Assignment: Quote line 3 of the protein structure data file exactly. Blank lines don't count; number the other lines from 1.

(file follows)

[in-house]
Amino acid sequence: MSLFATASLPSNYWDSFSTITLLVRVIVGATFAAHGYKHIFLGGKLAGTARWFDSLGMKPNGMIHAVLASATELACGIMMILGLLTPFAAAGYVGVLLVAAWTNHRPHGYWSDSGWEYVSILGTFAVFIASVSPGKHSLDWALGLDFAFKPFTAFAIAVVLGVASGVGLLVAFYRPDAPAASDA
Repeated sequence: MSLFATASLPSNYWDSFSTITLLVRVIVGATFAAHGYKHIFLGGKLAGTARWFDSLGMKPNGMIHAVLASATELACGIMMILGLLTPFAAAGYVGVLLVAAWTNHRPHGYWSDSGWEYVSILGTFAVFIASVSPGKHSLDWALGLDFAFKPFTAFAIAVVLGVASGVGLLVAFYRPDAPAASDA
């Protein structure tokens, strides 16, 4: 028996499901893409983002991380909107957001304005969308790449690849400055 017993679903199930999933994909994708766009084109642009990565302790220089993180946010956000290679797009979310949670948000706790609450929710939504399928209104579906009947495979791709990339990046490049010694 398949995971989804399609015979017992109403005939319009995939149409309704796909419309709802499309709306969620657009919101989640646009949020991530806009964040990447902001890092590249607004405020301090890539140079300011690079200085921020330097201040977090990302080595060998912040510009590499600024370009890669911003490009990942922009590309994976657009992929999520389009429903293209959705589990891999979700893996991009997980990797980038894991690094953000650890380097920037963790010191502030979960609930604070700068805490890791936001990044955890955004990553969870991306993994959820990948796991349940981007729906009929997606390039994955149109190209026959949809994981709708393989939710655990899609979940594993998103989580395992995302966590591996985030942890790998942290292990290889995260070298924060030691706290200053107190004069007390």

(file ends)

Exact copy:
Repeated sequence: MSLFATASLPSNYWDSFSTITLLVRVIVGATFAAHGYKHIFLGGKLAGTARWFDSLGMKPNGMIHAVLASATELACGIMMILGLLTPFAAAGYVGVLLVAAWTNHRPHGYWSDSGWEYVSILGTFAVFIASVSPGKHSLDWALGLDFAFKPFTAFAIAVVLGVASGVGLLVAFYRPDAPAASDA